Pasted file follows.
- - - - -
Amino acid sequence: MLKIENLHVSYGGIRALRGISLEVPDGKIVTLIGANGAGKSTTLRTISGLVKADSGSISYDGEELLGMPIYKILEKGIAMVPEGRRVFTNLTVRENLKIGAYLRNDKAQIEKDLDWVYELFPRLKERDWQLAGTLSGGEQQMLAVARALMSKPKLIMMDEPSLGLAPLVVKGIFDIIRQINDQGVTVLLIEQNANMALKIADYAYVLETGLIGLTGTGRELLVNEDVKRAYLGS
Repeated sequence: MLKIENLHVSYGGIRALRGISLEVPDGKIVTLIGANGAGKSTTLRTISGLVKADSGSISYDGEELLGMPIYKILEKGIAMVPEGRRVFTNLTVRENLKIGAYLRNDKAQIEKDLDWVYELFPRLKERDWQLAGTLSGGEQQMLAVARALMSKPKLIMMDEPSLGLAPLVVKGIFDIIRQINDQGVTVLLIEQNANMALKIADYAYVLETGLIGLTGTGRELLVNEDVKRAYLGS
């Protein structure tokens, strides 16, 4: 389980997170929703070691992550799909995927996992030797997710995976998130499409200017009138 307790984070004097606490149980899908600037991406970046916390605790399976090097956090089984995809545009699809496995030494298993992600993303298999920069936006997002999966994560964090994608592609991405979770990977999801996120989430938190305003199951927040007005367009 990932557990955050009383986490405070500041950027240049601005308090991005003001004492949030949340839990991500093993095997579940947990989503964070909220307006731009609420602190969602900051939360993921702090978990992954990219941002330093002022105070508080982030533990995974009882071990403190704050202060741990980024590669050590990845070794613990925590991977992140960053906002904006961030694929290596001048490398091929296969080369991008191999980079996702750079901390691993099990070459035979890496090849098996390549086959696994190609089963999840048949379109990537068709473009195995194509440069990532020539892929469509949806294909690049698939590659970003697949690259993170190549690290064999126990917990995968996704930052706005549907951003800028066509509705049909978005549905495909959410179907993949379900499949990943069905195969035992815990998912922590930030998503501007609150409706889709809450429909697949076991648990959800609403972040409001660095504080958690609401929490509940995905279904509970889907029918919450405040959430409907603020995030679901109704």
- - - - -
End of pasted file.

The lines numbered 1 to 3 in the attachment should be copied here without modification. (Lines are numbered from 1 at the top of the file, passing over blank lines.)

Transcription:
Amino acid sequence: MLKIENLHVSYGGIRALRGISLEVPDGKIVTLIGANGAGKSTTLRTISGLVKADSGSISYDGEELLGMPIYKILEKGIAMVPEGRRVFTNLTVRENLKIGAYLRNDKAQIEKDLDWVYELFPRLKERDWQLAGTLSGGEQQMLAVARALMSKPKLIMMDEPSLGLAPLVVKGIFDIIRQINDQGVTVLLIEQNANMALKIADYAYVLETGLIGLTGTGRELLVNEDVKRAYLGS
Repeated sequence: MLKIENLHVSYGGIRALRGISLEVPDGKIVTLIGANGAGKSTTLRTISGLVKADSGSISYDGEELLGMPIYKILEKGIAMVPEGRRVFTNLTVRENLKIGAYLRNDKAQIEKDLDWVYELFPRLKERDWQLAGTLSGGEQQMLAVARALMSKPKLIMMDEPSLGLAPLVVKGIFDIIRQINDQGVTVLLIEQNANMALKIADYAYVLETGLIGLTGTGRELLVNEDVKRAYLGS
């Protein structure tokens, strides 16, 4: 389980997170929703070691992550799909995927996992030797997710995976998130499409200017009138 307790984070004097606490149980899908600037991406970046916390605790399976090097956090089984995809545009699809496995030494298993992600993303298999920069936006997002999966994560964090994608592609991405979770990977999801996120989430938190305003199951927040007005367009 990932557990955050009383986490405070500041950027240049601005308090991005003001004492949030949340839990991500093993095997579940947990989503964070909220307006731009609420602190969602900051939360993921702090978990992954990219941002330093002022105070508080982030533990995974009882071990403190704050202060741990980024590669050590990845070794613990925590991977992140960053906002904006961030694929290596001048490398091929296969080369991008191999980079996702750079901390691993099990070459035979890496090849098996390549086959696994190609089963999840048949379109990537068709473009195995194509440069990532020539892929469509949806294909690049698939590659970003697949690259993170190549690290064999126990917990995968996704930052706005549907951003800028066509509705049909978005549905495909959410179907993949379900499949990943069905195969035992815990998912922590930030998503501007609150409706889709809450429909697949076991648990959800609403972040409001660095504080958690609401929490509940995905279904509970889907029918919450405040959430409907603020995030679901109704």